German drugs and chemicals group Bayer AG makes an offer to buy U.S. seeds company Monsanto Co for a total value of $62 billion including debt, to create the world's biggest agricultural supplier. Grace Pascoe reports.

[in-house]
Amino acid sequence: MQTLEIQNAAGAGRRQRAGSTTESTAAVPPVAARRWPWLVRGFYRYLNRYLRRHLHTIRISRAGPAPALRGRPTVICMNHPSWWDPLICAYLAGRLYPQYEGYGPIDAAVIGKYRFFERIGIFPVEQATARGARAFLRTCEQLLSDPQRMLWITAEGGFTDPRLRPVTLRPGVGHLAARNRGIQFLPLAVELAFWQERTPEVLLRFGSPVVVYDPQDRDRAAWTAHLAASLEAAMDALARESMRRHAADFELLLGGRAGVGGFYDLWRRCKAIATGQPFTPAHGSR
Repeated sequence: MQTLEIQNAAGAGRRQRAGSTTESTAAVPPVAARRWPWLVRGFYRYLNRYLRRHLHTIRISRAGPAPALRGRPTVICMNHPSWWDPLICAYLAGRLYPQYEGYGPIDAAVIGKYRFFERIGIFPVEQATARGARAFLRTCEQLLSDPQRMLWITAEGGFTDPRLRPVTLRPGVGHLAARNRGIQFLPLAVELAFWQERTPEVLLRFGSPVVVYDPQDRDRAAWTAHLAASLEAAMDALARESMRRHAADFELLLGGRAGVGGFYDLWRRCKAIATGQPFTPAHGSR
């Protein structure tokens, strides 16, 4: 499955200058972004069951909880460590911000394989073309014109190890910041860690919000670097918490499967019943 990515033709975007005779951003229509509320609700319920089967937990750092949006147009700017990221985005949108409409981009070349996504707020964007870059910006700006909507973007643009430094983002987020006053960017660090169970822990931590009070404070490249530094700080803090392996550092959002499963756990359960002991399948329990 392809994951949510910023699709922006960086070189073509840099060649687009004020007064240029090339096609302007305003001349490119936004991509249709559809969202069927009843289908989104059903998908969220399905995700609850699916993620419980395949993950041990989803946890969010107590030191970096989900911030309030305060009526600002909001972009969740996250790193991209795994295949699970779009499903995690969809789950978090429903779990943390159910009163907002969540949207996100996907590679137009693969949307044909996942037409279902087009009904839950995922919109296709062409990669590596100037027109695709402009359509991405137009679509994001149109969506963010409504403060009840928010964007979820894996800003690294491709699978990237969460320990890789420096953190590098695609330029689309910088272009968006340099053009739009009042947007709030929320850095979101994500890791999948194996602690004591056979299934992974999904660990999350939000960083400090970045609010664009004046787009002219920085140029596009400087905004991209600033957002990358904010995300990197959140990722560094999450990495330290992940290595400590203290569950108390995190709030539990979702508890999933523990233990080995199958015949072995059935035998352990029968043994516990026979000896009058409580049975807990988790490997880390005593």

What does it cost to become the world's biggest agricultural supplier? German chemicals group Bayer hopes it's 62 billion dollars. That's what they've offered U.S. seeds company Monsanto, with Bayer's new CEO getting straight to work after just 3 weeks in the job. (SOUNDBITE) (German) BAYER AG, CHIEF EXECUTIVE OFFICER, WERNER BAUMANN, SAYING: "In 2050 more than three billion additional people will need feeding. That's six times as many people as live in Europe today and it's one of the great challenges of our time. We're convinced the proposed acquisition of Monsanto can contribute significantly to solving this challenge." Bayer's offering 122 dollars per share - that's a third higher than their stock value prior to news of the deal It would be the biggest ever foreign takeover by a German firm. (SOUNDBITE) (German) HEAD OF CAPITAL MARKETS ANALYSIS AT BAADER BANK, ROBERT HALVER, SAYING: "Bayer has to pay a high surcharge for Monsanto so that no other competitor thinks they have to snatch Monsanto away." A tie-up would eclipse a planned combination of Dow Chemical and DuPont's agriculture unit. And Monsanto is yet to comment - last week one shareholder accused Bayer of "arrogant empire-building" There are certainly plenty of obstacles ahead, including U.S. regulators. (SOUNDBITE) (English) CMC MARKETS ANALYST, JASPER LAWLER, SAYING: "I think there is a specific concern that with U.S. farmers, the supply chain is going to very concentrated within one company, all the way from weed sprays to the genetically modified crops." A drop in commodity prices that has hit farm incomes is behind the race to consolidate But Bayer's stock has taken a hit - it's lost more than 17 percent since the unsolicited proposal first emerged last week.